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Christine Sinclair breaks world scoring record with goal No. 185: The Canadian captain made soccer history, passing retired American Abby Wambach to become the world’s leading goal-scorer. Sinclair was playing in her 290th career game for Canada, this one against an outmatched St. Kitts and Nevis at the CONCACAF Women’s Olympic Qualifying Championship. Canada won 11-0.

Ontario elementary teachers, province resume bargaining: The first day of bargaining wrapped up with both sides agreeing to come back to the table. Education Minister Stephen Lecce wouldn’t say if that means either side has signalled a willingness to soften positions. If no deal is reached by Friday, ETFO plans to stage provincewide strikes once per week starting Feb. 6, plus one-day rotating strike.

Ride hailing in the Vancouver region is off to a bumpy start with lawsuits, political turmoil: Uber is seeking an injunction to stop the City of Surrey from ticketing its drivers. Surrey Mayor Doug McCallum kicked off the week by saying he won’t back down and is promising more fines, even though B.C. Premier John Horgan says no city can block ride hailing.

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There were tears and cheers as European Union lawmakers gave final approval to Brexit: The EU voted 621 to 49 for the Brexit agreement sealed between Britain and the 27 other member states last October. The vote paves the way for Britain to quit the bloc on Friday after nearly half a century.


Global stocks tumble over China epidemic worries: Stocks across the world tumbled on Thursday as the death toll from a virus spreading in China reached 170, forcing airlines to cut flights and stores to close as the potential economic hit from the outbreak came into focus. Tokyo’s Nikkei lost 1.7 per cent while Hong Kong’s Hang Seng fell 2.6 per cent. In Europe, London’s FTSE 100, Germany’s DAX and the Paris CAC 40 were down by between 0.7 and 1.2 per cent by about 5:15 a.m. ET. New York futures were down. The Canadian dollar was above 75.5 US cents.


Harry, Meghan and the need for a Canadian ‘Rexit’

Peter Donolo: “[The Harry-Meghan soap opera is] a lesson in how ludicrous an institution the monarchy is in the 21st century and how profoundly out of step it is with the values that we prize as Canadians.” Peter Donolo served as director of communications to prime minister Jean Chrétien

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Britain has let Huawei in. Will Canada follow?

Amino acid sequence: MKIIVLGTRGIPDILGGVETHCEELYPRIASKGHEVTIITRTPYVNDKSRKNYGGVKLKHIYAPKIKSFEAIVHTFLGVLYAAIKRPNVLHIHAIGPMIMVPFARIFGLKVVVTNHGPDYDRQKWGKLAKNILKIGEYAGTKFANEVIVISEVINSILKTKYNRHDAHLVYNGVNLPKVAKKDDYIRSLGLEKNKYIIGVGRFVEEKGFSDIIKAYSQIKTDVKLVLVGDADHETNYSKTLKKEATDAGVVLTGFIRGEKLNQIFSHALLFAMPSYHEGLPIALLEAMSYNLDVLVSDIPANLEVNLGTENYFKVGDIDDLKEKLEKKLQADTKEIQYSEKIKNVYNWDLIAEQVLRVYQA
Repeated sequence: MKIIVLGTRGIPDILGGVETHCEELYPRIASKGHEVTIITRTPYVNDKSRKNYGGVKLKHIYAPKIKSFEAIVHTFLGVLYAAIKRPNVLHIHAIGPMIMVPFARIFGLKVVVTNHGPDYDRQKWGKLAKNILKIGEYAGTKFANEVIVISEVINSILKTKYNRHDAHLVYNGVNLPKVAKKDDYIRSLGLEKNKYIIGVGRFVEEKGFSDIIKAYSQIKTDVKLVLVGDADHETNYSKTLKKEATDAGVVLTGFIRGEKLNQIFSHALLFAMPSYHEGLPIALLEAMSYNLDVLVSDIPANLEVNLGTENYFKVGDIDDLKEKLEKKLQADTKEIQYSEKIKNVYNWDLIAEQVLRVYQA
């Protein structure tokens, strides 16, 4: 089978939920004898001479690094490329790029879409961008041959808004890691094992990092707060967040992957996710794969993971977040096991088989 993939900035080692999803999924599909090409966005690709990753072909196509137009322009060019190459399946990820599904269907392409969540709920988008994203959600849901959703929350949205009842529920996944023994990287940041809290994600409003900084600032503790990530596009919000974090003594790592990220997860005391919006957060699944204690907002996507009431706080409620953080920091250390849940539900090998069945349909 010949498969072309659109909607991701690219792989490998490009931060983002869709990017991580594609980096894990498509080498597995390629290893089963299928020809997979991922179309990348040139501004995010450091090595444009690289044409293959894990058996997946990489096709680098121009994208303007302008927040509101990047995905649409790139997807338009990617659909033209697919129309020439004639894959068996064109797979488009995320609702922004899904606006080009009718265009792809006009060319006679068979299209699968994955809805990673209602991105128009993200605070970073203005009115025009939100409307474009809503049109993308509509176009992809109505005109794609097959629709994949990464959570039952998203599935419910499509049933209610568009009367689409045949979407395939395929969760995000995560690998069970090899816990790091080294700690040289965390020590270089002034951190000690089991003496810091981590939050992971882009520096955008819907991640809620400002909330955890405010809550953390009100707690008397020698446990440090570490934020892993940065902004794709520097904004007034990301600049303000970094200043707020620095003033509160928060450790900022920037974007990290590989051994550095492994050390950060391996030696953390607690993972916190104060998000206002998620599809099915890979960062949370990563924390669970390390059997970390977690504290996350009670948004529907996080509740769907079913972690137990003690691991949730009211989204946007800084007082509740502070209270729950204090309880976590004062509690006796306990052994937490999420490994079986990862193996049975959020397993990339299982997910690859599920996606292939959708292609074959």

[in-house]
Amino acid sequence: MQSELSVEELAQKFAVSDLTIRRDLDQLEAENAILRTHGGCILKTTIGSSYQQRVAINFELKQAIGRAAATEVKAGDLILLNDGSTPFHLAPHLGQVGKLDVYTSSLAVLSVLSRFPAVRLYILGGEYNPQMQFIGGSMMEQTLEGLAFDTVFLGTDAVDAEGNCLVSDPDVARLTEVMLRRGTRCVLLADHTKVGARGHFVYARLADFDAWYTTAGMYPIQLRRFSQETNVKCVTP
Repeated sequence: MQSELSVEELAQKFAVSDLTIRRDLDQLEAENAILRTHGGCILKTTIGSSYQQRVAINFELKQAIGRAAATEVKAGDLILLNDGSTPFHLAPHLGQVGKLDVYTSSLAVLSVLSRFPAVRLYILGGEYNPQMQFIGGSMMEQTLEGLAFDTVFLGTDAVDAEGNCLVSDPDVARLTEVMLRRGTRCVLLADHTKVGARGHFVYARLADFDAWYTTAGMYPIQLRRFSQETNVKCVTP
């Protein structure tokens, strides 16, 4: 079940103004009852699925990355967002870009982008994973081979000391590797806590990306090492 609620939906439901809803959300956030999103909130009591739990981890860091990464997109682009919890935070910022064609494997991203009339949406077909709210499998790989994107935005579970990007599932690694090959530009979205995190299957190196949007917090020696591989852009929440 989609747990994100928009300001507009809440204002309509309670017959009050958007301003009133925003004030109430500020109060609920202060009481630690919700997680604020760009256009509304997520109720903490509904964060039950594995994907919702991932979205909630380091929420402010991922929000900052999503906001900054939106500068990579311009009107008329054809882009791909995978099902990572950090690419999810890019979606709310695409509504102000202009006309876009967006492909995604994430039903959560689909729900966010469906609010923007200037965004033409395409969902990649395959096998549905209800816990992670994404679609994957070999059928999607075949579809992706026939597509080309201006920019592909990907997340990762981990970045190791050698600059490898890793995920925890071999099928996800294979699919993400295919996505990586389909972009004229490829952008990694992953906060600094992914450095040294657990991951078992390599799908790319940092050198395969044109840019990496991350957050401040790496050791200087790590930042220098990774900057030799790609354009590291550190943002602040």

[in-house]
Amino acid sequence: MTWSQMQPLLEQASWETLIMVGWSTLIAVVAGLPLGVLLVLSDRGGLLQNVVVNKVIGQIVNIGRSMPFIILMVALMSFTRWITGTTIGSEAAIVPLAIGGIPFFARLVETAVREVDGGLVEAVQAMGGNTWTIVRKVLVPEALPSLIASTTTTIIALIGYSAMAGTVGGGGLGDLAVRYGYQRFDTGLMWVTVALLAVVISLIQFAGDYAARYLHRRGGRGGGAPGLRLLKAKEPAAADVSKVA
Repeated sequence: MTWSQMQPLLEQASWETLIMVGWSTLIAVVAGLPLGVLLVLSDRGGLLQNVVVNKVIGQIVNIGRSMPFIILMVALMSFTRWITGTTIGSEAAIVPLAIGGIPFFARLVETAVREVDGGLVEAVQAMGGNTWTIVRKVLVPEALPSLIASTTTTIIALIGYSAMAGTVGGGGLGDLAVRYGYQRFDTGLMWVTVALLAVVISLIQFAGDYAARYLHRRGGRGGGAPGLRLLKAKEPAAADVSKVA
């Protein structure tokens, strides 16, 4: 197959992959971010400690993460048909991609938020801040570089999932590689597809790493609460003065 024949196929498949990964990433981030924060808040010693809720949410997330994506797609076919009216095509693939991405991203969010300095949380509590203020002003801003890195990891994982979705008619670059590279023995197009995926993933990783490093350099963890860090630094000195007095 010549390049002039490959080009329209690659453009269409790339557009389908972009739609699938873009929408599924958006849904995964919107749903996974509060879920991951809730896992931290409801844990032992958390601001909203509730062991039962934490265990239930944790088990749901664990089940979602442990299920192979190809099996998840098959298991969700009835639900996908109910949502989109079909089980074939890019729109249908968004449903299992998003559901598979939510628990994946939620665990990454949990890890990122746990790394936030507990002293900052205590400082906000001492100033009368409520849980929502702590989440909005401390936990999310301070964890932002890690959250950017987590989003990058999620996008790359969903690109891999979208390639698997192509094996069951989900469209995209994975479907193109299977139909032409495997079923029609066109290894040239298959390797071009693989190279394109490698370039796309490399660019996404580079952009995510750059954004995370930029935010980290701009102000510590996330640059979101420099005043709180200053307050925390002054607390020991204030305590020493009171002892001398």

Wesley Wark: “In Ottawa, all eyes will be on the British decision and on Washington’s reaction. Britain’s 5G announcement has long been awaited and may be considered a shield by the Liberal government, should it consider adopting a similar policy on Huawei.” Wesley Wark is an expert on national security and intelligence

Witnessing the Auschwitz anniversary, I saw the stubbornness of survival

Adam Hummel: “When I am asked to declare at Canadian customs what I’m bringing back, I will declare my slivovitz. But I will also declare that I am returning with dirt on my shoes, soil that represents the pain, suffering and murder of a stubborn, resilient people, some of whom I witnessed return to the site of their suffering – and the destruction of their families – to declare that they will remember what was done to them.” Adam Hummel is a lawyer in Toronto


Brian Gable/The Globe and Mail


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Virtual assistants provide disappointing advice when asked for first aid, emergency information

When Matthew Douma told Google Home he couldn’t breathe, the virtual digital assistant responded by playing Breathe by Faith Hill. When he informed Alexa he had cut himself and was bleeding, the smart device cued up the pop song Stitches. A new study, published on Jan. 20 in the journal BMJ Innovations, found these technologies generally provided poor responses to pressing medical and first aid queries.

Hamilton designer Charles Lu among contenders on Netflix’s Next in Fashion

The 28-year-old says the whole process of shooting Next In Fashion was “rigorous” and “surreal,” noting each episode demands contestants design and create a complete look in just a day and a half.


PBS / Courtesy the American Society for Microbiology via AP

Jan. 30, 1953: Rosalind Franklin’s work spurs DNA discovery

In the 1950s, scientists racing to understand the structure of DNA had a powerful technique at their disposal. They could try to work out the structure by looking at how the molecule scattered a narrowly focused beam of X-rays. Rosalind Franklin was an expert in the method and, in 1950, the 30-year-old was recruited by King’s College in London to work on the “DNA problem.” Born to a prominent British Jewish family, Franklin was described as an “alarmingly clever” schoolgirl who earned a PhD in chemistry at Cambridge University. But her stint at King’s College was coloured by a personality clash with Maurice Wilkins, a senior researcher who thought Franklin had been hired to assist him. Franklin and graduate student Raymond Gosling conducted groundbreaking work on DNA, but by 1953, she was preparing to leave the lab. On this day of that year, Wilkins showed one of the team’s X-rays to James Watson – without Franklin’s knowledge. Watson understood the significance of the image. Within weeks he and partner Francis Crick had deduced the double helix structure of the DNA molecule. Franklin died of cancer five years later, and four years before Watson, Crick and Wilkins were awarded the Nobel Prize for the discovery. Ivan Semeniuk